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April 11, 2012

Rebuilding Myanmar's Health System

The Country's Minister of Health Visits the Bloomberg School 

The monumental task of fixing the health system of Myanmar (Burma) falls to the Minister of Health, Pe Thet Khin, who shared some of the challenges ahead with a Bloomberg School audience on April 10.

Pe Thet Khin and other health officials from the country came to the School as part of a weeklong visit to Johns Hopkins University, at the invitation of the President Ronald J. Daniels, JD, LLM. The focus of the trip—which comes a week after Myanmar opposition leader Aung San Suu Kyi was elected to parliament—is to explore potential partnerships between Johns Hopkins and Myanmar’s Ministry of Health to improve the country’s health care system.

“I’m hoping during our short visit to identify areas for collaboration and support, especially in the promotion of public health activities,” as well as in areas of clinical medicine, Pe Thet Khin said.

In his opening remarks, Bloomberg School Dean Michael J. Klag, MD, MPH, said that the occasion is the first time in 50 years—according the U.S. State Department—that a government minister from the country has come to the U.S.

“There’s great promise in Myanmar, and Pe Thet Khin serves as a great symbol of that promise,” said Klag.

A practicing pediatrician for many years, Pe Thet Khin said that he has two overriding goals: to enable citizens to reach their life expectancy and to ensure that every citizen is free from disease.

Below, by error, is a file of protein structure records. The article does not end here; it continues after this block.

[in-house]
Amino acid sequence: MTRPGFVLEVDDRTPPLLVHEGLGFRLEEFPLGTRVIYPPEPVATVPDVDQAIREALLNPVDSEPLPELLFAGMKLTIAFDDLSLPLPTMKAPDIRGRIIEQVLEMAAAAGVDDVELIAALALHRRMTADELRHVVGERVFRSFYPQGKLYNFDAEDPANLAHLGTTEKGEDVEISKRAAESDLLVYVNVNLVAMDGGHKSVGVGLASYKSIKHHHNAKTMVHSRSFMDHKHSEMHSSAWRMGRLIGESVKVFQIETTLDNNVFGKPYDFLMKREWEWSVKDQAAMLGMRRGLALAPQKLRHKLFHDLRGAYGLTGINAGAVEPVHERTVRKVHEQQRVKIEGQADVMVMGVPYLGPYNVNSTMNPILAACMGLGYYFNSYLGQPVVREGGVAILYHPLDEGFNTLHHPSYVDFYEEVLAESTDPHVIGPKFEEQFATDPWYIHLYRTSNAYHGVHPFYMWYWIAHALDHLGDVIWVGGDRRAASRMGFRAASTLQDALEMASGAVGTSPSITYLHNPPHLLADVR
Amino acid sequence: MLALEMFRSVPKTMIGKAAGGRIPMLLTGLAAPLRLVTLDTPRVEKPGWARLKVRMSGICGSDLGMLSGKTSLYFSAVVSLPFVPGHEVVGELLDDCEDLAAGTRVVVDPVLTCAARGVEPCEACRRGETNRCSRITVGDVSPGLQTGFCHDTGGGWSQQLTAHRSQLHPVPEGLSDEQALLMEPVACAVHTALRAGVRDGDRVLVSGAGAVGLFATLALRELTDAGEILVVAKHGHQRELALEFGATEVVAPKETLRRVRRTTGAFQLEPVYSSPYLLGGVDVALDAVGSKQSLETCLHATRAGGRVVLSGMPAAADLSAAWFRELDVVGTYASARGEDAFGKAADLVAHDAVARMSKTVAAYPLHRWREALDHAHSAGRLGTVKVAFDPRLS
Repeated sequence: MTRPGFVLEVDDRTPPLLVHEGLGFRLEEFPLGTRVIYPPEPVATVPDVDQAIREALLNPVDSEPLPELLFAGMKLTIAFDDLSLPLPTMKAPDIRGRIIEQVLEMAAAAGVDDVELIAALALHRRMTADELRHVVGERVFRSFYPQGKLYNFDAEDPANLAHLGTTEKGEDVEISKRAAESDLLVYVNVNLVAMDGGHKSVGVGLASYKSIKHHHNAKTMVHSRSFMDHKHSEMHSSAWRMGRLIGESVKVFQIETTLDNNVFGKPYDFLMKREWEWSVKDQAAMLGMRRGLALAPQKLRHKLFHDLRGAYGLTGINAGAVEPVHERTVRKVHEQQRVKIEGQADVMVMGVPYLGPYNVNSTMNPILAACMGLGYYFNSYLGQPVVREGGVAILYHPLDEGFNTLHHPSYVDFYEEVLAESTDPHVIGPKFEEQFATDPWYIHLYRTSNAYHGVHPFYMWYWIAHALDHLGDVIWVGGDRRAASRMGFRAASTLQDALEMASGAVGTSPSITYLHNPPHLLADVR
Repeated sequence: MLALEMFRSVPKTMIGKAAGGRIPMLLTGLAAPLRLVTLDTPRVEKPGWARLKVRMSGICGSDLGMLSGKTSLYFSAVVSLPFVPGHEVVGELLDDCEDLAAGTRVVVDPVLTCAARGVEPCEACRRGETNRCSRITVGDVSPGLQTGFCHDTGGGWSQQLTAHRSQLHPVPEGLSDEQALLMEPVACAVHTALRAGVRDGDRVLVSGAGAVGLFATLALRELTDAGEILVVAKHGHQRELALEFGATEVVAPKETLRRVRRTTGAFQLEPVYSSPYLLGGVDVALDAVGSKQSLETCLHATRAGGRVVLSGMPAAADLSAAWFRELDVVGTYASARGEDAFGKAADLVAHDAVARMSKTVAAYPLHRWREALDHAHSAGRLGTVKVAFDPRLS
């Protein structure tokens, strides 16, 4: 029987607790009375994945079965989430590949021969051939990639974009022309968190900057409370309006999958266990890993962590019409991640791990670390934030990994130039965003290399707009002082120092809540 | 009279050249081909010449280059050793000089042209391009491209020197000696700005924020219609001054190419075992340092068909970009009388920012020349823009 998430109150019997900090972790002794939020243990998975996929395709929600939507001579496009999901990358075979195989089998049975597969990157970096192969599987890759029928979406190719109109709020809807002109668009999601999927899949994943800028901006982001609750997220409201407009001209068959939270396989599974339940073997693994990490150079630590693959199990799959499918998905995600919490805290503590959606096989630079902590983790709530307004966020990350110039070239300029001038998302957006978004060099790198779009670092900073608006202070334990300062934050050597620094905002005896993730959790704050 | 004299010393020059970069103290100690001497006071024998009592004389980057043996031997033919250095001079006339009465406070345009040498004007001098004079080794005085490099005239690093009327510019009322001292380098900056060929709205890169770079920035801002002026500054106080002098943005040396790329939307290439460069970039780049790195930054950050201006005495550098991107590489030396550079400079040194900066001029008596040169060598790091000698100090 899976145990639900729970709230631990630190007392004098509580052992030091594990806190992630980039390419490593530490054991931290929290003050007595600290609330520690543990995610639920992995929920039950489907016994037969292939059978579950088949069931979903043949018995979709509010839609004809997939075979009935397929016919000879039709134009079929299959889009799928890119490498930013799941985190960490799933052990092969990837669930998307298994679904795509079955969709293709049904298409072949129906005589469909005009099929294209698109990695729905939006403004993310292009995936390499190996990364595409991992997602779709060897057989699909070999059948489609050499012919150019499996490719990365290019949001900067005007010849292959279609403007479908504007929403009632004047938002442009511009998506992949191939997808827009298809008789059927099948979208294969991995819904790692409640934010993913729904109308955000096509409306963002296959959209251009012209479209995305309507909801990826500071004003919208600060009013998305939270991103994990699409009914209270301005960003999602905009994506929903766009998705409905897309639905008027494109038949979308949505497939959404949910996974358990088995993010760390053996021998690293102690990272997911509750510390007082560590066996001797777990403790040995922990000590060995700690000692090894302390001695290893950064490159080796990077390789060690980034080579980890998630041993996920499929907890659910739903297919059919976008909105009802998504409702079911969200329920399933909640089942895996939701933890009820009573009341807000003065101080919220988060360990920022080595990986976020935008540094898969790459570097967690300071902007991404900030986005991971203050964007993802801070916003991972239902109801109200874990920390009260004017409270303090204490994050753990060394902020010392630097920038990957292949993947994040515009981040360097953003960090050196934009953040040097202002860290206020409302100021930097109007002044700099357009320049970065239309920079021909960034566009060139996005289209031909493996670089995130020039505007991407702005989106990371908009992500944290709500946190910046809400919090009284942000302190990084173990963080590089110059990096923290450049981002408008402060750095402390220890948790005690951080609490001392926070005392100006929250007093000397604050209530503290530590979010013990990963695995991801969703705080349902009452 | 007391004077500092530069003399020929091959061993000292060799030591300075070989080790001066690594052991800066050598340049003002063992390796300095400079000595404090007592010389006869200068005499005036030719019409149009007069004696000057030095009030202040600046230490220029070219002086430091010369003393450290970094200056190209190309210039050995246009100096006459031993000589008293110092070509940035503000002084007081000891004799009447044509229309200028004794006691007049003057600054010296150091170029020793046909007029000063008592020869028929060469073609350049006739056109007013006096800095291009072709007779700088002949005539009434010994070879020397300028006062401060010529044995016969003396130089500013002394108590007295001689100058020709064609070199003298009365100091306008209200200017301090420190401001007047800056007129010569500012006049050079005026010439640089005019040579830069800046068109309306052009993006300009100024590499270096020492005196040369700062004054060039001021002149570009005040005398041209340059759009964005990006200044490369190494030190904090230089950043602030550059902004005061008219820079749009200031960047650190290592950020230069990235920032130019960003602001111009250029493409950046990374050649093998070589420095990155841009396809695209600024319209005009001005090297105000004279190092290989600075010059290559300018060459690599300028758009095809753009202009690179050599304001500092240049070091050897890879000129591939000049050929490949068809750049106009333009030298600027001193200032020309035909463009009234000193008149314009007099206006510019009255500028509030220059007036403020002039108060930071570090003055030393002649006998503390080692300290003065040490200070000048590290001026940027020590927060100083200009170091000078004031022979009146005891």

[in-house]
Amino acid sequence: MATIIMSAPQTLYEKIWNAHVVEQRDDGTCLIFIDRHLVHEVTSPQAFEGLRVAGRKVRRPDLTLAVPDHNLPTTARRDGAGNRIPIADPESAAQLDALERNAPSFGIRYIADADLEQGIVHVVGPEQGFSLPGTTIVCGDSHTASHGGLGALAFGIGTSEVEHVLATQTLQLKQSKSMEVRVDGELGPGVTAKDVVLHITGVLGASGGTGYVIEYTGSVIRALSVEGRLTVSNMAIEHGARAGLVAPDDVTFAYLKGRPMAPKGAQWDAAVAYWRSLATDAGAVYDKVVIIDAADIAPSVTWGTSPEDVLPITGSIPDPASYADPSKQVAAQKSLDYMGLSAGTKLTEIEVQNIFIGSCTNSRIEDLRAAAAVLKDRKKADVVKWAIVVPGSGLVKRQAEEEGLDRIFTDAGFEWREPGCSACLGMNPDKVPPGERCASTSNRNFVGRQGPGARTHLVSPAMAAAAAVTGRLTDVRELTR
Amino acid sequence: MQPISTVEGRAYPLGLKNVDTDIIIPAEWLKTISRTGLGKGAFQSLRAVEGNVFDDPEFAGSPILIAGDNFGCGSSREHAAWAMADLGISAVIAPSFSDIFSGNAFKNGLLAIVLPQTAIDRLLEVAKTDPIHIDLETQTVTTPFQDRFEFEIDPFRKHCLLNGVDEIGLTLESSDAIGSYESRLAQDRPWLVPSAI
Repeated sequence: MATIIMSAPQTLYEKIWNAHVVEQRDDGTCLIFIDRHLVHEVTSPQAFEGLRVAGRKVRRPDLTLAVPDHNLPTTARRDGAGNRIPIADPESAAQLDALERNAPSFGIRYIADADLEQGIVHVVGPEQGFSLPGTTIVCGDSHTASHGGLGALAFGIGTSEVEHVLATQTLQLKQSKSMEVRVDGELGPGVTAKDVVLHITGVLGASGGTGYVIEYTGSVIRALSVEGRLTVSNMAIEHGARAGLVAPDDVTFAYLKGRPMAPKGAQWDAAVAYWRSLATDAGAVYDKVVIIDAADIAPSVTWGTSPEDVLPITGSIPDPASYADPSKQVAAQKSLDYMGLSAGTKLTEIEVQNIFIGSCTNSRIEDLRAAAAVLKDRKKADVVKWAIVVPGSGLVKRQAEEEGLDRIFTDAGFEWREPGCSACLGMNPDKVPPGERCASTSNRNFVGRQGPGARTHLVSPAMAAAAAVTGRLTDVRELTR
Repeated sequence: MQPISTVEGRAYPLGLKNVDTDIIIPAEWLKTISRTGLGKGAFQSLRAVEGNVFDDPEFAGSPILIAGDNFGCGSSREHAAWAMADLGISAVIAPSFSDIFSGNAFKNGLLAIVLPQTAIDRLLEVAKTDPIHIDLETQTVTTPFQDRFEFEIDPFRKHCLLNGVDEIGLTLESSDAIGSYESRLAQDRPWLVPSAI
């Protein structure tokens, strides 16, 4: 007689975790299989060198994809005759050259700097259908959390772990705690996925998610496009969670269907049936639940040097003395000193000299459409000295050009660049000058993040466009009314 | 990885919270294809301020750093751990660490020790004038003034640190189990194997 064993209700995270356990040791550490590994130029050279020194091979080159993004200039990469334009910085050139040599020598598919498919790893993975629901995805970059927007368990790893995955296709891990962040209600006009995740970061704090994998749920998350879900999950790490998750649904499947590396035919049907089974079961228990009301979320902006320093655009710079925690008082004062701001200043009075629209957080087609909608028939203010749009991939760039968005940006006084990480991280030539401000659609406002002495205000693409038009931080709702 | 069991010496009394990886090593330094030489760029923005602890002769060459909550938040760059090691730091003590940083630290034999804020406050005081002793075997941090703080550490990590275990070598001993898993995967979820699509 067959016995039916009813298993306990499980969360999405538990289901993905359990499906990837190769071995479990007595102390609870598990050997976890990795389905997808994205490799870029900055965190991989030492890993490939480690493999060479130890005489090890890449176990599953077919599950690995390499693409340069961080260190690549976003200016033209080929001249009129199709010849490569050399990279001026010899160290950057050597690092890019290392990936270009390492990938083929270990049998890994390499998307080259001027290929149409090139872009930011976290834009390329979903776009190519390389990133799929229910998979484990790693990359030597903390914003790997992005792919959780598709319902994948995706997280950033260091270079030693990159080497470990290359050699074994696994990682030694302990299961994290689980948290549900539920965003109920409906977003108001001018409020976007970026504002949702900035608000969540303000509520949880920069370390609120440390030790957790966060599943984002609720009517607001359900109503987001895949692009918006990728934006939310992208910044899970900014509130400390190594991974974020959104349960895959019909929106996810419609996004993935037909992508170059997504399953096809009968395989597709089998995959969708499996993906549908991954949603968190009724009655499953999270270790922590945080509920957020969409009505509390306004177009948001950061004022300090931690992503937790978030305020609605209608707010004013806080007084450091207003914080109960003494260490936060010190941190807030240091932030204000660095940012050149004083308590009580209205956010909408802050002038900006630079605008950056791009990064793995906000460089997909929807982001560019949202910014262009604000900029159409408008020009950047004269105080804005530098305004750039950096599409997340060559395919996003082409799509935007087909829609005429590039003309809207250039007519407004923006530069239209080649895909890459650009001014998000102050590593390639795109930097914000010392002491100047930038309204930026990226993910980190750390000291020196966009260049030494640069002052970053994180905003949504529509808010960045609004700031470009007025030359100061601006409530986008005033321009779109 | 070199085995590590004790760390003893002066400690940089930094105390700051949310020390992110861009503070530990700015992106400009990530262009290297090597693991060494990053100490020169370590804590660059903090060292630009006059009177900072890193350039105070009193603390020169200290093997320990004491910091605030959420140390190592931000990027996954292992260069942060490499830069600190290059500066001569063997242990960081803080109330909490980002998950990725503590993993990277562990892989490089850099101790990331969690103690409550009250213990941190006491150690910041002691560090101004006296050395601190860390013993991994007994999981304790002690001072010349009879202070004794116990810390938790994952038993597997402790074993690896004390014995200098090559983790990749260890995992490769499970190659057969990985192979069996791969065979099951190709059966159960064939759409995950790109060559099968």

In his talk, he cited some of his country’s most pressing challenges: a severe shortage of health care workers and qualified health educators, inadequate health care facilities and substandard maternal and child health care.

“We need to have a strong, well trained and motivated workforce,” said Pe Thet Khin, who characterized the quality of health care education in his country as “compromised,” a word he also used to describe the health care provided at the more-than 900 medical facilities throughout the country.

He said that that a top priority is improving services to mothers, infants and children, especially in the rural areas where 70 percent of the population resides.

Despite the enormity of the challenges before him, Pe Thet Khin is encouraged by the opening three years ago of a postgraduate public health school in his country and by discussions with Johns Hopkins officials about students from Myanmar taking a summer epidemiology course at the Bloomberg School in the future. 

Going forward, Pe Thet Khin said that the greatest impediment to health system reform may be the national mindset of following orders under years of authoritarian rule, and convincing people—including his colleagues in the medical field—to begin thinking for themselves.

“We are still a fledgling democracy,” he said. “We’d like to ask you people around the world to be patient. We are not used to these democratic freedoms.” —Jackie Powder


Media contact: Tim Parsons, director of Public Affairs, at 410-955-7619 or tmparson@jhsph.edu.